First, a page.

Theranostics 2019; 9(14):4030-4046. doi:10.7150/thno.33112
Lymphocytic subsets play distinct roles in heart diseases
1. Cardiac Regeneration and Ageing Lab, Institute of Cardiovascular Sciences, School of Life Science, Shanghai University, Shanghai 200444, China
2. Department of Cardiology, Laboratory of Experimental Cardiology, University Medical Center Utrecht, Utrecht 3508GA, The Netherlands
3. UMC Utrecht Regenerative Medicine Center, University Medical Center, Utrecht University, Utrecht 3508GA, The Netherlands
Wang J, Duan Y, Sluijter JPG, Xiao J. Lymphocytic subsets play distinct roles in heart diseases. Theranostics 2019; 9(14):4030-4046. doi:10.7150/thno.33112. Available from http://www.thno.org/v09p4030.htm
Heart diseases are one of the leading causes of death for humans in the world. Increasing evidence has shown that myocardial injury induced innate and adaptive immune responses upon early cellular damage but also during chronic phases post-injury. The immune cells can not only aggravate the injury but also play an essential role in the induction of wound healing responses, which means they play a complex role throughout the acute inflammatory response and reparative response after cardiac injury. This review will summarize the current experimental and clinical evidence of lymphocytes, one of the major types of immune cells, participate in heart diseases and try to explain the possible role of these immune cells following cardiac injury.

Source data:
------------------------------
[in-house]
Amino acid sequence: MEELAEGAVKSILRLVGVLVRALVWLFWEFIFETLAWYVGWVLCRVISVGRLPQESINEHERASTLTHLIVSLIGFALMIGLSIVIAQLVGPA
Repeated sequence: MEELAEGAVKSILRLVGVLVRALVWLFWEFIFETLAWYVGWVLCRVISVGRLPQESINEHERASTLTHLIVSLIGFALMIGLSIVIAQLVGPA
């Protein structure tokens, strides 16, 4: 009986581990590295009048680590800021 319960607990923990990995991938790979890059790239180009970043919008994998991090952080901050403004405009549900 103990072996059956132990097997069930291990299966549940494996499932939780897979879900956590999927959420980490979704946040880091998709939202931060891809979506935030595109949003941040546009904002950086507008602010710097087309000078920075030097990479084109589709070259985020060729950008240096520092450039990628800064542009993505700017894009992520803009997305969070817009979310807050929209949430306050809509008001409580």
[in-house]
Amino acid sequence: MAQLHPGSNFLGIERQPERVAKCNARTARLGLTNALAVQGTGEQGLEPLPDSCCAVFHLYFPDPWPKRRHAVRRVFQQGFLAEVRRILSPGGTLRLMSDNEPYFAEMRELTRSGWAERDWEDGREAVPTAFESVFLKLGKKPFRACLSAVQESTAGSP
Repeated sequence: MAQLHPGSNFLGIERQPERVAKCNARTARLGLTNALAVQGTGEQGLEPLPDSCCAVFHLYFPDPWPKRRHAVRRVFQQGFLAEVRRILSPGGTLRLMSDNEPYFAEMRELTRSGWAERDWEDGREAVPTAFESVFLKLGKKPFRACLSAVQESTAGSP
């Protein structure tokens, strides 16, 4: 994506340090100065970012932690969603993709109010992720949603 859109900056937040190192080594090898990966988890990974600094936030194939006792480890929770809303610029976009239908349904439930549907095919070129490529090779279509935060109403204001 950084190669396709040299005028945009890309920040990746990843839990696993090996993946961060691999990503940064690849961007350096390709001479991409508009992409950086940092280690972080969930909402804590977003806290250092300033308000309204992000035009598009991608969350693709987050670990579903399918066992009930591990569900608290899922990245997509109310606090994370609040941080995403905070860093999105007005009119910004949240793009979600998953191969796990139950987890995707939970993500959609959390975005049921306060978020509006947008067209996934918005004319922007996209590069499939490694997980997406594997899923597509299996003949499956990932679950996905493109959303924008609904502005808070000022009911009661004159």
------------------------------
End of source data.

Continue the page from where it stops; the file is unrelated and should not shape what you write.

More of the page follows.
Keywords: lymphocytes, immune response, heart diseases
Heart diseases, known as a type of disease including coronary heart disease, heart attack, and heart failure, are one of the leading causes of death in the world . The sustained increase in blood pressure, myocardial ischemia and hypoxia, and an excessive activation of the neuroendocrine system can lead to a variety of pathological changes such as the decrease in the number of myocardial cells, energy metabolism disorder, contraction and/or diastolic decrease, which will lead to decompensated myocardial hypertrophy and ventricular remodeling, and eventually to heart failure [2-4].